Oh, Star Trek: Discovery–still my favorite Trek and my love grows more intense by the episode. “Will You Take My Hand?” is no exception, with plenty of tension, twists, and ethical dilemmas to keep even the most finicky television fan engaged.
I was all prepared for a huge confrontation and a big final boss battle in this episode but what they gave us was so much better. Rather than all-out war, the solution that everyone arrived at was to compromise with the Klingons and to defeat them on their own terms without actually committing genocide. Even with Klingon forces bearing down on Earth, the Discovery crew all stands up and defies Cornwell’s decision to cause complete ecological collapse on Qo’Nos. They all stand up for their ideals and find a workable alternative that still saves Earth and humanity but that also saves the Klingons. I was honestly in tears I was so pleased with the non-violent approach represented here because it wasn’t so much about not killing in the name of peace as it was about doing the thing that is most ethically compatible with what the Federation claims to stand for. Big battles are cool, but violent conflict is not the only way to resolve disputes no matter what our culture and dominant narratives tell us. Star Trek: Discovery is an excellent antidote to the kind of storytelling that insists there is no way to achieve one’s goals except through force.
I was impressed with how Ash and L’Rell became such important pieces of both Georgiou’s and Michael’s plans. Everyone insists that Ash is neither fully human nor fully Klingon but some sort of hybrid mid-creature. Georgiou, with her human supremacy bent, finds this disgusting, but I think it’s an apt state of existence for someone who fell in love with a human woman raised by Vulcans. Two people who don’t really belong to any one culture would find Starfleet the most fitting place to be, so I was sad to see Ash go. He’s a complete sweetheart and I like the way the show has dealt with his trauma and allowed him to accept it and to grow from it. I will miss him but hopefully he’ll pop back up every now and then. He’d make a great Klingon ambassador to the Federation, for example, though we do know that in ten years Klingons still hate the Federation.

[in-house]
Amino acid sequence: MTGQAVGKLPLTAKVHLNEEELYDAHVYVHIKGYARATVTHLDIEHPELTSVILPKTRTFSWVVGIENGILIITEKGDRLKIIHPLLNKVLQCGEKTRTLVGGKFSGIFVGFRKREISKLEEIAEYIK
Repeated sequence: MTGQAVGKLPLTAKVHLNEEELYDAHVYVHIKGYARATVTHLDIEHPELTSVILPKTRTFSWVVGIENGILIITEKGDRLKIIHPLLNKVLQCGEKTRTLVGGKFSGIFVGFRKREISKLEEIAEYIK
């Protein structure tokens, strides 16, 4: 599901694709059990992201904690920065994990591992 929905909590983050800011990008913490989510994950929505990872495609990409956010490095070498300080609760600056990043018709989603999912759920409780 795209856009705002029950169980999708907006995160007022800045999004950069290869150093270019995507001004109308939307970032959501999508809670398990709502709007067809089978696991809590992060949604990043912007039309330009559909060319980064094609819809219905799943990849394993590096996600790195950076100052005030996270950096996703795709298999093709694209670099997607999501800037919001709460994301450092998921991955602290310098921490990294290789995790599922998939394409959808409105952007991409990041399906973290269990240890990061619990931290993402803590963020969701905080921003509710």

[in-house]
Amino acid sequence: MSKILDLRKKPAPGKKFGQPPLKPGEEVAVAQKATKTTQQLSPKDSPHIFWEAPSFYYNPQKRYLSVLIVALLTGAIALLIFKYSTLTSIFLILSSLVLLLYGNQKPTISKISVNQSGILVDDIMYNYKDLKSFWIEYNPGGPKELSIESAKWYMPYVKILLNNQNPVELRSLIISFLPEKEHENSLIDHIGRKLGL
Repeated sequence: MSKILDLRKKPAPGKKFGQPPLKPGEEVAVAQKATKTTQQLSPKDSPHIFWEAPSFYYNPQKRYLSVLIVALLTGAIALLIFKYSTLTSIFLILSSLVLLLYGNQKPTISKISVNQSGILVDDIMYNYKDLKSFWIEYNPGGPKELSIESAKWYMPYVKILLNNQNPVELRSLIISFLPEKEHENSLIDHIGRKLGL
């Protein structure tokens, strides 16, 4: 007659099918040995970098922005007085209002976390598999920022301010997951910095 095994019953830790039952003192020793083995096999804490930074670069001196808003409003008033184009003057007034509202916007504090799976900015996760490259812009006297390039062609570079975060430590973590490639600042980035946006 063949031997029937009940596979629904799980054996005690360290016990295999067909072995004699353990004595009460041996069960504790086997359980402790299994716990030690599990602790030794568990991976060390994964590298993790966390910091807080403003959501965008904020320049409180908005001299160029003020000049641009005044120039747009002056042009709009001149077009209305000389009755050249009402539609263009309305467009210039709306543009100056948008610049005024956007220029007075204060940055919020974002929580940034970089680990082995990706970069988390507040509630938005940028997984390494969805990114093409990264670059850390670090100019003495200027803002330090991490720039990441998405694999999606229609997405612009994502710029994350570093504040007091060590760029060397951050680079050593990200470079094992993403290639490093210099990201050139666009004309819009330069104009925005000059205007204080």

Emperor Georgiou is one of the most fun parts of this episode, particularly in that she gets to be a horrible person as a foil for Michael and co.’s Starfleet ethics. I like that even Georgiou gets to go free in the end, as agreed, because that leaves her as the sort of series’ roving wild card a la Q or Mudd. I enjoyed Georgiou’s sexual foray with aliens and her continued attachment to the faces she knew in her home universe. Particularly, I loved her interactions with Tilly who immediately caught on to who Georgiou really was and how she’d be expected to act on their mission. Tilly is so sweet, soft-hearted, and awkward that she’s always a delight and is often comic relief without being ridiculed or reduced to a punchline. I adore Tilly and her little moments, especially in this episode with her little Terran salute to Georgiou and getting unintentionally high on volcanic vapors. Another piece of the mirroring effect between this episode and the very first one is that Georgiou used a hydro bomb to bring water to a planet in that opening scene while this Georgiou was going to use one to commit genocide against the Klingons. It’s a nice detail and helps with the bookend feel. I still would’ve liked to see Qo’noS destroyed by tribbles but I’m perverse.